Meet Bholu, the official mascot of the Indian Railways. Bholu was created in 2002 as part of the Indian Railways’ 150th anniversary celebrations. He was officially adopted as their mascot the following year. The friendly elephant was designed at the National Institute of Design in Bengaluru.

When officials were asked the reason for selecting an elephant as their mascot, they replied that Bholu’s a cheerful icon who stands for being ethical, responsible, sincere, and stable. His size also represents the huge workforce of the Indian Railways. That makes sense to us, given that the Indian Railways is the ninth-largest employer in the world with about 1.4 million employees!

Thiruvallavur Day

Thiruvalluvar was a celebrated Tamil poet and philosopher. Even today, he is widely revered and appreciated as one of the greatest writers of all time, and his classic Tamil text, Thirukkural, is considered one of the most widely translated non-religious works in the world.

There is a 133-feet tall statue of Thiruvalluvar at  Kanyakumari, the southern tip of the Indian subcontinent, where the Arabian Sea, the Bay of Bengal, and the Indian Ocean meet. The number 133 also denotes the 133 chapters or athikarams of the Tirukkuṛaḷ. The statue depicts a bearded Thiruvalluvar standing with three fingers of his right hand pointing skyward. This denotes the three themes of the Kural; Aram, Porul, and Inbam, roughly translated as virtue, wealth and love.

In honour of the great poet, the government of Tamil Nadu celebrates January 15th as Thiruvalluvar Day every year as a part of Pongal celebrations. On leap years, celebrations are shifted by one day to January 16th.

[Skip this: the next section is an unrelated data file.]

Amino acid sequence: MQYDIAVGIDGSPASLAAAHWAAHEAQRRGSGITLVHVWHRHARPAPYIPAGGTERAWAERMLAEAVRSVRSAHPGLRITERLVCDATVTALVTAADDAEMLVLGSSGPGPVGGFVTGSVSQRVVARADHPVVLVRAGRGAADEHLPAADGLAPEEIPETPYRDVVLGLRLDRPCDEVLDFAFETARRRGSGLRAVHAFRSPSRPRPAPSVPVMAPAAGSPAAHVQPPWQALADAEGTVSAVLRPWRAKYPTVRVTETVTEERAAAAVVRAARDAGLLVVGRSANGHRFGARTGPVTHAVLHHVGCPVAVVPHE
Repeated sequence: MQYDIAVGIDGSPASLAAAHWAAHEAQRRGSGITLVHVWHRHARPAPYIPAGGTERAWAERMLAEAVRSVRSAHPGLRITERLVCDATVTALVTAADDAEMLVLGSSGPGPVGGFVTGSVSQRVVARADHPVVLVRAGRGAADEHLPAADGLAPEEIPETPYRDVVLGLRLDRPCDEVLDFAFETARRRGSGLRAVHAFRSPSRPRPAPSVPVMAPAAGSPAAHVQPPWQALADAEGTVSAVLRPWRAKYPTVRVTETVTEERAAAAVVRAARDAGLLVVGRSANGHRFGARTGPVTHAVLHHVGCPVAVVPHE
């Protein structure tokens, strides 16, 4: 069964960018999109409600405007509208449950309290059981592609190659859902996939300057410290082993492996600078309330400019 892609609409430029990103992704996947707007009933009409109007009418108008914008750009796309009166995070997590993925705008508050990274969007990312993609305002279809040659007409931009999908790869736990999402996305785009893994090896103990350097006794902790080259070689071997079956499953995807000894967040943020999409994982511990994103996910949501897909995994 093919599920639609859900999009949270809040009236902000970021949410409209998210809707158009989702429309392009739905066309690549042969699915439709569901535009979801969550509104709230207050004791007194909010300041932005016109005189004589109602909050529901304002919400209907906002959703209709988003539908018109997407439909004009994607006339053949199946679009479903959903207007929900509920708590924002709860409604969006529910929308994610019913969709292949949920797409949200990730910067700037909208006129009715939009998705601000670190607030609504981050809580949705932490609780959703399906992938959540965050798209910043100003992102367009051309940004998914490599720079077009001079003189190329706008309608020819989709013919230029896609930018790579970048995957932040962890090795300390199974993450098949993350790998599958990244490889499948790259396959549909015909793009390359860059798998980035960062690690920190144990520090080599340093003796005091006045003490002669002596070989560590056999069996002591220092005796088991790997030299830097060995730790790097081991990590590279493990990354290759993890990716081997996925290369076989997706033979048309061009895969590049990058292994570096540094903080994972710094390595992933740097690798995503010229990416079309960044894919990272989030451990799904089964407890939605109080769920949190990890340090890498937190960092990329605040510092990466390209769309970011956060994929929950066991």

Swami Vivekananda Jayanti

“Arise, awake and stop not till the desired end is reached. Be not afraid, for all great power, throughout the history of humanity, has been with the people. From out of their ranks have come all the greatest geniuses of the world, and history can only repeat itself. Be not afraid of anything. You will do marvellous work. The moment you fear, you are nobody. It is fear that is the great cause of misery in the world. It is fear that is the greatest of all superstitions. It is fear that is the cause of our woes, and it is fearlessness that brings heaven even in a moment. Therefore, “Arise, awake, and stop not till the goal is reached.”

Swami Vivekananda was a monk, an orator, a preacher, and a patriot who devoted his life for India and its people. The above quote is an excerpt from the iconic speech the guru made on his return from the Parliament of Religions to his hometown of Calcutta. Swami Vivekananda had immense faith in the youth of the nation. He firmly believed that the nation’s youth holds the key to solve various issues faced by India. This is why his birth anniversary, January 12th, is also celebrated as National Youth Day. 

Have you read Amar Chitra Katha’s Vivekananda? Buy it here: